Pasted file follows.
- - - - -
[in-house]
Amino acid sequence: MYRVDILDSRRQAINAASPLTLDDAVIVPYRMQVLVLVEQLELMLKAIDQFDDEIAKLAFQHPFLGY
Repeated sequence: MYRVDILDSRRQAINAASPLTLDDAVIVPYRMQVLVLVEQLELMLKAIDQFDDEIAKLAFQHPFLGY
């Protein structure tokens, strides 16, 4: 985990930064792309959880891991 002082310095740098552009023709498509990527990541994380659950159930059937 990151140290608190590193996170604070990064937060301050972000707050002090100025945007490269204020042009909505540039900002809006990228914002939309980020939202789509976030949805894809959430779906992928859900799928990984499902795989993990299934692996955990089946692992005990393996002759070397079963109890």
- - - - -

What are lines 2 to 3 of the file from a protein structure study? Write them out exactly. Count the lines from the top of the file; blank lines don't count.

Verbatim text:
Amino acid sequence: MYRVDILDSRRQAINAASPLTLDDAVIVPYRMQVLVLVEQLELMLKAIDQFDDEIAKLAFQHPFLGY
Repeated sequence: MYRVDILDSRRQAINAASPLTLDDAVIVPYRMQVLVLVEQLELMLKAIDQFDDEIAKLAFQHPFLGY